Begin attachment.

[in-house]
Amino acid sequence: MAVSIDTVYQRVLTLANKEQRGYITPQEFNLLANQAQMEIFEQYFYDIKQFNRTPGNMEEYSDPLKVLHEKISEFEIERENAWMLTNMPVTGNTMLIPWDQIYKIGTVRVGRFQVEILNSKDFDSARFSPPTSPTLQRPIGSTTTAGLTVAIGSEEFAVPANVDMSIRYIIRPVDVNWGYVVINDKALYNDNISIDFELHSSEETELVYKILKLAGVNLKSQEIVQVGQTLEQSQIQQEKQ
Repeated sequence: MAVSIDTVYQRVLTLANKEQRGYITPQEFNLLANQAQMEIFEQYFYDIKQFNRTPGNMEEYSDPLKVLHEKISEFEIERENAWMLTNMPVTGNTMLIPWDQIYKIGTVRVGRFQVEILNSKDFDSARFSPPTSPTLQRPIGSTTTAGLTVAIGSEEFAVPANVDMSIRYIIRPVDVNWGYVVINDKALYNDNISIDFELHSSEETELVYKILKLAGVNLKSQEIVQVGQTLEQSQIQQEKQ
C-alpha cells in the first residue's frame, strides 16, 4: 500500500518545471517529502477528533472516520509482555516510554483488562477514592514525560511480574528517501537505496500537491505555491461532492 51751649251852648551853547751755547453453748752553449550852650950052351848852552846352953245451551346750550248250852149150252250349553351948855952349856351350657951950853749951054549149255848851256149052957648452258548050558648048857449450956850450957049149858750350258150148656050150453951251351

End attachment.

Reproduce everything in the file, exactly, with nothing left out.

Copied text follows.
[in-house]
Amino acid sequence: MAVSIDTVYQRVLTLANKEQRGYITPQEFNLLANQAQMEIFEQYFYDIKQFNRTPGNMEEYSDPLKVLHEKISEFEIERENAWMLTNMPVTGNTMLIPWDQIYKIGTVRVGRFQVEILNSKDFDSARFSPPTSPTLQRPIGSTTTAGLTVAIGSEEFAVPANVDMSIRYIIRPVDVNWGYVVINDKALYNDNISIDFELHSSEETELVYKILKLAGVNLKSQEIVQVGQTLEQSQIQQEKQ
Repeated sequence: MAVSIDTVYQRVLTLANKEQRGYITPQEFNLLANQAQMEIFEQYFYDIKQFNRTPGNMEEYSDPLKVLHEKISEFEIERENAWMLTNMPVTGNTMLIPWDQIYKIGTVRVGRFQVEILNSKDFDSARFSPPTSPTLQRPIGSTTTAGLTVAIGSEEFAVPANVDMSIRYIIRPVDVNWGYVVINDKALYNDNISIDFELHSSEETELVYKILKLAGVNLKSQEIVQVGQTLEQSQIQQEKQ
C-alpha cells in the first residue's frame, strides 16, 4: 500500500518545471517529502477528533472516520509482555516510554483488562477514592514525560511480574528517501537505496500537491505555491461532492 51751649251852648551853547751755547453453748752553449550852650950052351848852552846352953245451551346750550248250852149150252250349553351948855952349856351350657951950853749951054549149255848851256149052957648452258548050558648048857449450956850450957049149858750350258150148656050150453951251351